1. The rule in Murphy is being applied, and Lord Bridge's suggestion that there could be an exception for the cost of alleviating dangers to neighbours and highway users has been rejected. Therefore, generally speaking, pure economic losses will not be recoverable via negligence actions; and
  2. The rejection of Lord Bridge's possible exception serves as a reminder to potential claimants of the importance of securing appropriate contractual rights from designers and builders of construction works.

Following this judgement, it is to be expected that that there will be fewer negligence claims for pure economic losses. Such claims will only be open in exceptional cases, where there is a special relationship of proximity between the parties, which will be rare.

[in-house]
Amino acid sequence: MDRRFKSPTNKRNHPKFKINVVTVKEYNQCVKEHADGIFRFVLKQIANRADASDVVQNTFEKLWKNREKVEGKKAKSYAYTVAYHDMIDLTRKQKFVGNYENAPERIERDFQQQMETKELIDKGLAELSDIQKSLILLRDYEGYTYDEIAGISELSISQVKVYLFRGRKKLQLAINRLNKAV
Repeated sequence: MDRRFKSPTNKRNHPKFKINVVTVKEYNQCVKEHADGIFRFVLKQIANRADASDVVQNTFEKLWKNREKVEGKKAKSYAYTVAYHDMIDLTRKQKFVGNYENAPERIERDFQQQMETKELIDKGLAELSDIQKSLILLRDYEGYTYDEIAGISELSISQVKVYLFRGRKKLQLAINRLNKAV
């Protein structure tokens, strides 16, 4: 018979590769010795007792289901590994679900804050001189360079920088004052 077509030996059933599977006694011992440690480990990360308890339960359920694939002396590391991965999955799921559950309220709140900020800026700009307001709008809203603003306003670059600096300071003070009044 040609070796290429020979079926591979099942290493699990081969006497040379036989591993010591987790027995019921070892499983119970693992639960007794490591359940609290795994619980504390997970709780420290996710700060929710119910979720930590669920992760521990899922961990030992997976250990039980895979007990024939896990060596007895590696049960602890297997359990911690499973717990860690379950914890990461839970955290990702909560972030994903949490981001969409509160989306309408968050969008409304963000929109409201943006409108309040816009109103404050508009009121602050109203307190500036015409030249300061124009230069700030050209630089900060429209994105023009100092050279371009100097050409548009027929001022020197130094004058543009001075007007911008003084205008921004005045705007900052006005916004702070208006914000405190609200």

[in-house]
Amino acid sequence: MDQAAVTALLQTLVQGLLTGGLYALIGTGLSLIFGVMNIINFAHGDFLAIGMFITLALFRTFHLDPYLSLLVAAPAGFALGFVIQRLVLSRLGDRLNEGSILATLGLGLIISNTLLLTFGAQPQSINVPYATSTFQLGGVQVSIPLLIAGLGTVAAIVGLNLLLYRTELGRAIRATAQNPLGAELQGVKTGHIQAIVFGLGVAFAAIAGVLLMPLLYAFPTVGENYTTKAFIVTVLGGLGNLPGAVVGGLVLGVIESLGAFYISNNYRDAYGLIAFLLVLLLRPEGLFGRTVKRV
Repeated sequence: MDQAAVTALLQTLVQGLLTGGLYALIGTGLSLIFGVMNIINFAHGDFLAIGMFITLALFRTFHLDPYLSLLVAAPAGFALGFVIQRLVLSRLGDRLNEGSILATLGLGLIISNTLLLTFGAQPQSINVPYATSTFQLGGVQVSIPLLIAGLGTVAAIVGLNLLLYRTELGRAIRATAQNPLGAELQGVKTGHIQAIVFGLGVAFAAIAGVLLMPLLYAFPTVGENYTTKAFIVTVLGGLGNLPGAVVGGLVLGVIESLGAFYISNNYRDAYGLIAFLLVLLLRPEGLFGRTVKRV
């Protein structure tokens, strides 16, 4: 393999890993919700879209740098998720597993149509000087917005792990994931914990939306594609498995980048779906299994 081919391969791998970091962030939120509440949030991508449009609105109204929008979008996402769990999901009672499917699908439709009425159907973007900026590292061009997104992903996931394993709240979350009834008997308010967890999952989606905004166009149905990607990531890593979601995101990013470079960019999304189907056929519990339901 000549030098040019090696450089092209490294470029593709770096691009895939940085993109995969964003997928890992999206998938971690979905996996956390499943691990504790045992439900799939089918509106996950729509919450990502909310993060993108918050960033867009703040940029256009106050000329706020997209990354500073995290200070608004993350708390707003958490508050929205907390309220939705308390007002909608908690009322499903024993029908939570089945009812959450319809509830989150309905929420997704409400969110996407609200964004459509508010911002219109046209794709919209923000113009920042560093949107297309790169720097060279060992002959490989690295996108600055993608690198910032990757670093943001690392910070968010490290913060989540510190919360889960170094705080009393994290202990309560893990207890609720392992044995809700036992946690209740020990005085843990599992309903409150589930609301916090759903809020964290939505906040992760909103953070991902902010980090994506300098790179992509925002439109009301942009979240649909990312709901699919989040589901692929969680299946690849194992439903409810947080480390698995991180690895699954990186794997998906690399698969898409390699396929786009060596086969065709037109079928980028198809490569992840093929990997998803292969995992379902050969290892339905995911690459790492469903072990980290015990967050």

The Thomas case is also notable because the TCC spoke disparagingly about the quality of expert evidence before the Court. This serves as a reminder that expert opinions should be the product of detailed analysis, and robust.